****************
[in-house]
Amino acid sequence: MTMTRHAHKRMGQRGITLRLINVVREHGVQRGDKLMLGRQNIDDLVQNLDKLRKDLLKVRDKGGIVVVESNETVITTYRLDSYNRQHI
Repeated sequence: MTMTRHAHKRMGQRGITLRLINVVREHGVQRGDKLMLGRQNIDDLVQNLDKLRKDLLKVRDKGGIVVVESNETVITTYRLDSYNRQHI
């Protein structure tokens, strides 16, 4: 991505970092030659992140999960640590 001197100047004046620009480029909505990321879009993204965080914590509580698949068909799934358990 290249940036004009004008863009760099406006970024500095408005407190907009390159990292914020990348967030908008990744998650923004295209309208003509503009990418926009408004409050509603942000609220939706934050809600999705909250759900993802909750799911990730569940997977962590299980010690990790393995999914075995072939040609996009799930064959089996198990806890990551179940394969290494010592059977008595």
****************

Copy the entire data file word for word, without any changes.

[in-house]
Amino acid sequence: MTMTRHAHKRMGQRGITLRLINVVREHGVQRGDKLMLGRQNIDDLVQNLDKLRKDLLKVRDKGGIVVVESNETVITTYRLDSYNRQHI
Repeated sequence: MTMTRHAHKRMGQRGITLRLINVVREHGVQRGDKLMLGRQNIDDLVQNLDKLRKDLLKVRDKGGIVVVESNETVITTYRLDSYNRQHI
């Protein structure tokens, strides 16, 4: 991505970092030659992140999960640590 001197100047004046620009480029909505990321879009993204965080914590509580698949068909799934358990 290249940036004009004008863009760099406006970024500095408005407190907009390159990292914020990348967030908008990744998650923004295209309208003509503009990418926009408004409050509603942000609220939706934050809600999705909250759900993802909750799911990730569940997977962590299980010690990790393995999914075995072939040609996009799930064959089996198990806890990551179940394969290494010592059977008595």